The following is a short article extracted from The RICS journal. I have only made it available on my blog for discussion by the linkedin damp diagnosis group members, following a request by our moderator Phil (we’ll be sharing a cell together if I get into trouble for it;)
I will read it properly over the weekend and then put my two pennies worth in. I have no permission to copy this so if it does evaporate it is due to copyright infingement!
If I see the word holistic in another surveyors report I’ll scream.
Anyway – enjoy.
This is my reply to the discussion group: I’m told some are having problems downloading the word doc so here it is: I’ve not addressed the science – that’s Graham’s department.
Our group has made lots of progress over the past 18 months and has helped the RICS guys and the specialist guys see the issue from each other’s angle. I’ve lots of respect for our members and by and large our discussions have been progressive and there’s a convergence of opinion, which will lead to a far better service for clients.
Reading the article, I’m a bit disappointed that there are some who still push the ‘rising damp myth’ line, which is thoroughly debunked. The title says it all really, I think that the author was traumatised, (wounded and indignant?) by the Lewisham debacle and is clearly so emphatically ‘rising damp myth’ entrenched, that it seems to me, he’s still banging away to try to prove his point at all costs.
I covered this in a recent blog where I stated….”The zealots are not interested; they cannot accept anything we say; we are condemned charlatans and their own credibility is supported by our broken reputation. Repudiating this position would expose them as shallow publicity seekers”… http://www.preservationexpert.co.uk/the-rise-of-the-rising-damp-myth-mongers-and-why-they-can-never-accept-the-facts/
In saying that, the author could bring lots to the table I think. He’s clearly dedicated and enthusiastic and I’d love to engage with him; he may teach me something, many others have.
This could have been a really useful article for surveyors (the readership of the journal). Not enough surveyors take salt contamination into account when they survey houses. However, the fact that tap water mixed with mortar has trace amounts in is completely irrelevant to them; as surveyors (not scientists….is the author one?).
Where salts are actually causing harm: such as on the face of a chimney; in farm buildings or after a decade’s long rising damp problem, they do need to be addressed. Otherwise the salts themselves, now being so concentrated, will continue to cause their client problems. This is the stuff of basic surveying knowledge.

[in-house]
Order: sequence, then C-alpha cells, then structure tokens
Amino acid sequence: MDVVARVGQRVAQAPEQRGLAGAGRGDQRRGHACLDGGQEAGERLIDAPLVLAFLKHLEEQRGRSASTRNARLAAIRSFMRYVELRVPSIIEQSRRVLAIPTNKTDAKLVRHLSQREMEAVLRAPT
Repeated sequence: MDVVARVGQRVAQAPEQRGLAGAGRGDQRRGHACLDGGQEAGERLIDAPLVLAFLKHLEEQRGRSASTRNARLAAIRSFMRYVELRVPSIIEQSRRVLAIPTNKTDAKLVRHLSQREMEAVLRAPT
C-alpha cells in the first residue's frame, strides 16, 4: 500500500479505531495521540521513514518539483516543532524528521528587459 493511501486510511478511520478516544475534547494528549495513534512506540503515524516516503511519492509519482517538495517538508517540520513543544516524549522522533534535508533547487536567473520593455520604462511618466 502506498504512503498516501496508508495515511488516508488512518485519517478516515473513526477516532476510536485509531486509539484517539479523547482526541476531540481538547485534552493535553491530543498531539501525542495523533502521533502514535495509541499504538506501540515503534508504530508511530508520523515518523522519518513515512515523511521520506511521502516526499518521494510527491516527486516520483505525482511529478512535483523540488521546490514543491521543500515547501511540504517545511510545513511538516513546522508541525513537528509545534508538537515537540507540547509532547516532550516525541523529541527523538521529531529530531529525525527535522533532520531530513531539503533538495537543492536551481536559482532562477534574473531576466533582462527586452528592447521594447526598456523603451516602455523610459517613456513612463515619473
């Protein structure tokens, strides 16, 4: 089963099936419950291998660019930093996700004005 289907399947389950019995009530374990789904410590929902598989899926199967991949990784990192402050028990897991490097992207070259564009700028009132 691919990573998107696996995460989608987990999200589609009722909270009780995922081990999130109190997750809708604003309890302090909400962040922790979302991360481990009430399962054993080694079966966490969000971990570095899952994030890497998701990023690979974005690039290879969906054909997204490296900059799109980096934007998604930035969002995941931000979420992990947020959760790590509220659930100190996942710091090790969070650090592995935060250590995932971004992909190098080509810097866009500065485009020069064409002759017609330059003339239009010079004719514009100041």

Excuse the pun but this talk of Fairy liquid and addition of nitrates to the building fabric by tap water is wishy-washy nonsense. Almost all the rising damp I see, in and around Leeds and Yorkshire, is in lime mortars and as anyone with any trowel knowledge or any decent surveyor knows full well, lime mortars never needed any plasticiser or wetting agent; only the cement mortars demanded these. Even then, you’re talking a squirt per bucket-full of water. To suggest that there’s sufficient salt by this route to affect the performance of a conductivity meter is a joke. It’s derived from the authors pre-stated position, that electrical moisture meters are the devils work; go on; go round your house now and try and get a high reading where there isn’t or hasn’t been previous movement of water to concentrate them. Salts can’t walk, they only move in a solution so there must be a prolonged movement to make the salt band at the evaporation front.
As for pipe leaks in the chimney hearth; chimneys are known moisture sinks; basic surveying again. What is a chimney? It is thick mass of brick or stone; no DPC, embedded in the ground; sticking through the roof and full of ammonia and sulphates from the burning of fossil fuel. Now bricked up, they get damp – get over it. I dare say a leak occurs now and again too, well fix that.
Don’t mention foil backed paper and graphite blocks – only a complete imbecile would mistake these false positives for real rising damp – it’s an insult to competent surveyors, from any background to suggest they do. Maybe the odd cowboy damp-proofer might; to make a quick buck, but in thirty odd years, I’ve never caught one doing it and believe me if I had, they’d have been publicly shamed by my indignation and reported to West Yorkshire Trading Standards.
I think that much of the content of the article is aimed at proving a negative rather than shedding any new light on the damp diagnosis process – What a missed opportunity for the Journal’s readers. I wish I could have a couple of pages to help surveyors improve their site technique, many other experienced surveyors (specialist and independent), could have given much better value for that ink too.
It’s time for another article on the subject of ‘Salt Damp’. Not a scientific one – one for surveyors to help them pick-up problems and fix them – you know? Like we do every day….
Sorry about the ranting end – only human.
PS – Just noticed Dr Hindlefokker; testing gauging water for nitrates…what’s he like!